Thompson got the call to the bigs in early August, and spent the final two months of the year getting his feet wet at the major league level. With Leody Taveras in center, Bubba got the bulk of his playing time in left field, starting 32 games there compared to ten in right field and nine in center. Offensively, he was about what one would expect of him — a ton of Ks, very few walks, a .265/.302/.312 slash line, and an 18 for 21 line on stolen bases.
Looking at the Statcast data, Bubba overperformed significantly compared to what would be expected, given his batted ball data. While Bubba put up a .274 wOBA, his xwOBA was just .203 in the majors — a simply abysmal figure. There were 417 players who had at least 150 plate appearances in the bigs in 2022 — Bubba’s xwOBA was better than only one player, Cincinnati’s Jose Barrero.
What was the case of this exceptionally low xwOBA? Well, having a well above average K rate and a well below average walk rate is a big part of it, but there’s also the fact that Thompson simply didn’t make good contact. His average exit velocity of 84.8 mph was well below the league average of 88.4 mph. Thompson had a hard hit rate of 21.6%, compared to a 35.8% league average, and he had only two “barrels” on the year out of 116 batted balls, a 1.7% rate that compares very poorly to the league rate of 6.7%.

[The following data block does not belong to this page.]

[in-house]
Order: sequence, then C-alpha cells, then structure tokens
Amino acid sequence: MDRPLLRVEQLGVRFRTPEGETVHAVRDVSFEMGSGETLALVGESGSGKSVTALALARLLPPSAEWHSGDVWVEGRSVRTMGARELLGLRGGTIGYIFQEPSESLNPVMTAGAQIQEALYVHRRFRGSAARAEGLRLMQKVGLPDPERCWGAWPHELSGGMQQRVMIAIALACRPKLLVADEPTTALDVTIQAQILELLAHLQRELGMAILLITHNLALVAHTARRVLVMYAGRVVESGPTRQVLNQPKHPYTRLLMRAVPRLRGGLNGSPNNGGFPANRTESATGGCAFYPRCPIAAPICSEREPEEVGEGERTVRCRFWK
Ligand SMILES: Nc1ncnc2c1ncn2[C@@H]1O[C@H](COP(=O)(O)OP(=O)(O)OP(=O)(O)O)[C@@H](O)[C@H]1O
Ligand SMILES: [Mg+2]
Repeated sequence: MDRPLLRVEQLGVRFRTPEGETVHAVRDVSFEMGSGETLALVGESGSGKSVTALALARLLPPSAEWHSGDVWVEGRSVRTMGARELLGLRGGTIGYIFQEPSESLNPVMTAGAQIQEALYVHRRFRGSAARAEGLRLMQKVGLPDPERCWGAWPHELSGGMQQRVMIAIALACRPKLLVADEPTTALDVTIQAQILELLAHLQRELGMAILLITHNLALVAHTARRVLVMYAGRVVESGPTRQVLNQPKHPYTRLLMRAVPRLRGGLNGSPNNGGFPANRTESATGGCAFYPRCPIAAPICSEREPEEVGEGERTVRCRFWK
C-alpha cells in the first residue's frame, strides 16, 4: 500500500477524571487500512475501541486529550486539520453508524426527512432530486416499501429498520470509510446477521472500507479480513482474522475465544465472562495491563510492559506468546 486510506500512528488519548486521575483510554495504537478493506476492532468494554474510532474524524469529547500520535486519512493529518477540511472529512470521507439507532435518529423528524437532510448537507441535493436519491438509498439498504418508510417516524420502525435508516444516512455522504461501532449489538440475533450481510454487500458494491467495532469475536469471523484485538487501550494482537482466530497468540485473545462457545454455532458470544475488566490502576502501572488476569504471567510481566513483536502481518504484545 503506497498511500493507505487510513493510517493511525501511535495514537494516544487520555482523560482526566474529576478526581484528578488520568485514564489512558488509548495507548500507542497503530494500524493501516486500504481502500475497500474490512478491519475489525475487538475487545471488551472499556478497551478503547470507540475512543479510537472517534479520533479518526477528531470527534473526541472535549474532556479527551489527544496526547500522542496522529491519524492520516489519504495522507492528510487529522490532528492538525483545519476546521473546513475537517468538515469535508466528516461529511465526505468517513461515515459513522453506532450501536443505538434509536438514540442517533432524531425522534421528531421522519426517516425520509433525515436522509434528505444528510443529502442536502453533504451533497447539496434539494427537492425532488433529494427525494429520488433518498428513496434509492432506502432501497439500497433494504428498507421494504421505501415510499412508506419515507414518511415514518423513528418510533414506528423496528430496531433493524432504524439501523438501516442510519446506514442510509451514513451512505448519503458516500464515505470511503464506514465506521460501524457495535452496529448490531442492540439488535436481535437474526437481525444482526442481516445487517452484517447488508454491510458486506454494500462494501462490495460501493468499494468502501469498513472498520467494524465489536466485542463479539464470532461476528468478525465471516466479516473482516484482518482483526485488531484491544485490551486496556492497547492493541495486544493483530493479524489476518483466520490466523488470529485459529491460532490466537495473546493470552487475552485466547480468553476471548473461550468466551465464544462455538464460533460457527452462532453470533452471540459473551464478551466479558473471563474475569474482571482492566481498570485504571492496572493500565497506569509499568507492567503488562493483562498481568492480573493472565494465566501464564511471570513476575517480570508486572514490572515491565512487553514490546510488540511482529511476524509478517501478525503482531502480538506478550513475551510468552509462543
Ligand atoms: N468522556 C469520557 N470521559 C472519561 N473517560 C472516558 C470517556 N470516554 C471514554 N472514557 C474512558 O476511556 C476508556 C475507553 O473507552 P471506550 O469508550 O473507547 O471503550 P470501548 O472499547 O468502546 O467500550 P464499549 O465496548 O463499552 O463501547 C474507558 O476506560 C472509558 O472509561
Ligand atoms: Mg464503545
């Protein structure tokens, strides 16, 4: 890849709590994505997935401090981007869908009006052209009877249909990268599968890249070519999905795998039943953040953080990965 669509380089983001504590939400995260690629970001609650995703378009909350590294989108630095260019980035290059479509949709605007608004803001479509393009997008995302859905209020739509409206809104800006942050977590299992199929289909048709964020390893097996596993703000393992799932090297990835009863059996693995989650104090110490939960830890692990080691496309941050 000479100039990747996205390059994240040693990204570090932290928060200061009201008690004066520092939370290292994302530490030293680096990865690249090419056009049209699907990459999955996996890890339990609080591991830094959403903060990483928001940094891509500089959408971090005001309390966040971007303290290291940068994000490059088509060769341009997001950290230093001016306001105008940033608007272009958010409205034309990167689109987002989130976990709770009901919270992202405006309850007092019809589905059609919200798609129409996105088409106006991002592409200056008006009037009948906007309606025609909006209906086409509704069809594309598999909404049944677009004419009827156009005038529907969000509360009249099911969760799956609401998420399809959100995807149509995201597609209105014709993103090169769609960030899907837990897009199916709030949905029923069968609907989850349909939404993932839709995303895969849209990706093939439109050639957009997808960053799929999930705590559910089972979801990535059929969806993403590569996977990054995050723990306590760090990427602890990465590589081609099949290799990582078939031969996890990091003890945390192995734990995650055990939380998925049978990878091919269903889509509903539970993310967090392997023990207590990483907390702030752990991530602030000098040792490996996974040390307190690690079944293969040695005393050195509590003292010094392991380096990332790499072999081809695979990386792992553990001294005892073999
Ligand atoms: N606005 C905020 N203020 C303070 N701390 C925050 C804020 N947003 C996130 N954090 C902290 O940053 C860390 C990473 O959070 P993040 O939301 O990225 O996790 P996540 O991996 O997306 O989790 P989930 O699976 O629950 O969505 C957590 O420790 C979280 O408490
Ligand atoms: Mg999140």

What saved Thompson — what made him just a below average hitter, rather than an unplayably bad one — was his batting average on balls in play. Bubba, you see, is very fast — 100th percentile sprint speed, per Statcast. He also hit the ball on the ground a lot. The combination meant that Bubba had a .389 BABIP in 2022 — the fourth best among those 417 batters with at least 150 plate appearances. 20% of his balls in the infield went for hits — the highest rate among those 417 batters. He had seven bunt hits, which was tied for the 7th most in MLB, despite only being up for two months — had he been called up a month earlier, he likely would have challenged Victor Robles, who had 10 bunt hits on the season, for the major league lead in that category.